By Paula M. Fitzgerald/ParaglideOctober 30, 2009
FORT BRAGG, N.C. - Members of the Fayetteville and Fort Bragg communities gathered at the Cumberland County Sheriff's Office Friday to remember domestic violence victims during the Remember My Name Memorial and Candlelight Vigil.
Col. Stephen J. Sicinski, Fort Bragg garrison commander, told the audience that the Army is doing its part to ensure that incidences of domestic violence stop.
"We are looking at domestic violence like a disease," Sicinski explained. "It takes away from our ability to complete missions. We have a lot of resources and training going in to help stop domestic violence, but we can't do it alone. I am here to tell you that we will stand with you and make sure the violence stops."
The event's keynote speaker, Tanisha Bagley, shared her experiences about being a survivor of an abusive relationship.
"I want to tell my story, but there are children here, so I will be as tactful as possible," Bagley said. "But I want to be as blunt as possible, too."
She described being "head over heels in love" with her boyfriend when they first met. She said everything started out "perfectly," but then things took a drastic turn when her boyfriend told her that he would kill her if she ever left him.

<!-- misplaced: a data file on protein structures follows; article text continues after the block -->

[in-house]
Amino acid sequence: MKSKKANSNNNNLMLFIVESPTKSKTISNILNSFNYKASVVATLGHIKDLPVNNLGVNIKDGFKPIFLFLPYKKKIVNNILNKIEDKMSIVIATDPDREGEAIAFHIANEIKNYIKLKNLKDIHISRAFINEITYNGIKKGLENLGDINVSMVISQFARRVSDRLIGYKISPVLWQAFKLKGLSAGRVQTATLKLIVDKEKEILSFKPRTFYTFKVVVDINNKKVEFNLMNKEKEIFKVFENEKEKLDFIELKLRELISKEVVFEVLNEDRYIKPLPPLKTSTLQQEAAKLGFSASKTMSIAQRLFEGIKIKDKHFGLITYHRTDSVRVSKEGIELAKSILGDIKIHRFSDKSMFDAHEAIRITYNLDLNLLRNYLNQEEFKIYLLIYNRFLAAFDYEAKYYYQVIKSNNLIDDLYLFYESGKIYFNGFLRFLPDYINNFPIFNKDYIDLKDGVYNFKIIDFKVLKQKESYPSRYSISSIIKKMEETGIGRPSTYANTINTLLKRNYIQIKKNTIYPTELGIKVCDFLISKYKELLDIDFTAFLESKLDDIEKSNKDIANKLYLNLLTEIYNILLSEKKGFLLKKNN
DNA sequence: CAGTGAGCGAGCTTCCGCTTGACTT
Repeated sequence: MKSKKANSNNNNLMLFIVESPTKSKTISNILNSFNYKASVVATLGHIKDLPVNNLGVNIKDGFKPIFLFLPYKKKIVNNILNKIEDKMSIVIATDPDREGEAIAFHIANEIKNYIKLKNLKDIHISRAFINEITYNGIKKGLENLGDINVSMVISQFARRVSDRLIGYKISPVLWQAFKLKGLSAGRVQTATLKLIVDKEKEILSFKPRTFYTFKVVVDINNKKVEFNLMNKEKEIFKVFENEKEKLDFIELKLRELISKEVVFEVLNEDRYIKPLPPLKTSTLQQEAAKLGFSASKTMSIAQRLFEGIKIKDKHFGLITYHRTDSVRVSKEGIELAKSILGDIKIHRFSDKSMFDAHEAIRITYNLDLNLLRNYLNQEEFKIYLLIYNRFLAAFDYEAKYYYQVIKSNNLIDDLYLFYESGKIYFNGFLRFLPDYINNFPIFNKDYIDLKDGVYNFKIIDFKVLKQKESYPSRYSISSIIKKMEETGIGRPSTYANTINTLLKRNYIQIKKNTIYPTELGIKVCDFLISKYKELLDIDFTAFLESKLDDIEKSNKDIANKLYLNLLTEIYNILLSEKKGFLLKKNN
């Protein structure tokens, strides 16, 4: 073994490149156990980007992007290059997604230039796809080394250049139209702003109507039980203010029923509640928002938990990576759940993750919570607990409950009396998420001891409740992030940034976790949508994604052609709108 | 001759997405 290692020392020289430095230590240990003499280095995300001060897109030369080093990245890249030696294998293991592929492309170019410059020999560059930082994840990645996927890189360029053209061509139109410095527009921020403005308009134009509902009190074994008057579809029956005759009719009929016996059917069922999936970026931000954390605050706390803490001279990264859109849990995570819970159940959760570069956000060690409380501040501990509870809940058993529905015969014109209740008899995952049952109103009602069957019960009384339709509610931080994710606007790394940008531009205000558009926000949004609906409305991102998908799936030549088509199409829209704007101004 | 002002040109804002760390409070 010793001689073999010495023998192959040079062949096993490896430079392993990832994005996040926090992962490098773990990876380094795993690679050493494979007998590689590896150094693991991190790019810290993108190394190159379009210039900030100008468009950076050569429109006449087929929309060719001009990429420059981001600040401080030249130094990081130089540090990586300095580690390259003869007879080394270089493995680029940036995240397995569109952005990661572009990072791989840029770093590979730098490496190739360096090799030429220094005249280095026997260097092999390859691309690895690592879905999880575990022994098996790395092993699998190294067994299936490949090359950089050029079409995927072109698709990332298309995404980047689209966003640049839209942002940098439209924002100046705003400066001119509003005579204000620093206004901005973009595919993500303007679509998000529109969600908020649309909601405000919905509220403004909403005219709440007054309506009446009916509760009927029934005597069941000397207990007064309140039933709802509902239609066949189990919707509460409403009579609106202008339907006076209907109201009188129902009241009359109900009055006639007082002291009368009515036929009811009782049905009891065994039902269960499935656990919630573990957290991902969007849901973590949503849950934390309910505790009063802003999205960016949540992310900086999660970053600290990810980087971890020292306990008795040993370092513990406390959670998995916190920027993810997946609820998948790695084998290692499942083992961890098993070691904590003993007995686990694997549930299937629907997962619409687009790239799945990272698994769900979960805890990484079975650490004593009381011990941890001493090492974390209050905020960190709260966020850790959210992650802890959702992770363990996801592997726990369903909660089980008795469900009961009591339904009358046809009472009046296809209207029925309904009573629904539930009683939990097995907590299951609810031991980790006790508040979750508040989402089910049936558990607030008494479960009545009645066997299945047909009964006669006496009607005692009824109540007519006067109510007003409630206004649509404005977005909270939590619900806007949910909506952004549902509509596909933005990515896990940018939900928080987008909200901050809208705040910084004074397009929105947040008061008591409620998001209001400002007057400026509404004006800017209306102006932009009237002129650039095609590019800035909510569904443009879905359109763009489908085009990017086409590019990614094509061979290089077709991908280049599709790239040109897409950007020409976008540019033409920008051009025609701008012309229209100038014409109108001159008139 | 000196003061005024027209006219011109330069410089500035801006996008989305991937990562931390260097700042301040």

"I got kicked and punched, beat in the head with beer bottles and had fractured bones," she said. "I lived like that for a long time."
Bagley said she knew she had to get help during an argument with her three-year-old son.
"I told him to do something he didn't want to. Then he told me that he would tell his daddy to take me to the bedroom and beat me when he got home," said Bagley. "I knew something had to change, not just for me but for my kids."
Bagley was able to leave her abuser and get her life back on track. Today, she is an author and motivational speaker.
"I could have been on the list of people we are remembering tonight, but I was fortunate," she told the audience.
Following the ceremony's speakers, audience members headed outside of the Sheriff's Office and released balloons for each of the 71 people killed during domestic violence-related incidences in North Carolina. A 71-second of- silence was held after the final balloon was released.
"We need people to know that domestic violence is never acceptable. This sort of thing has got to stop," Bagley said.
She also urged anyone who is currently in an abusive situation to seek help immediately. Bagley said that there are many resources available to victims of domestic violence, but it is up to the abused individual to ask for assistance.
For information about domestic violence prevention, call the National Domestic Violence Help line at 1-800-799-7233.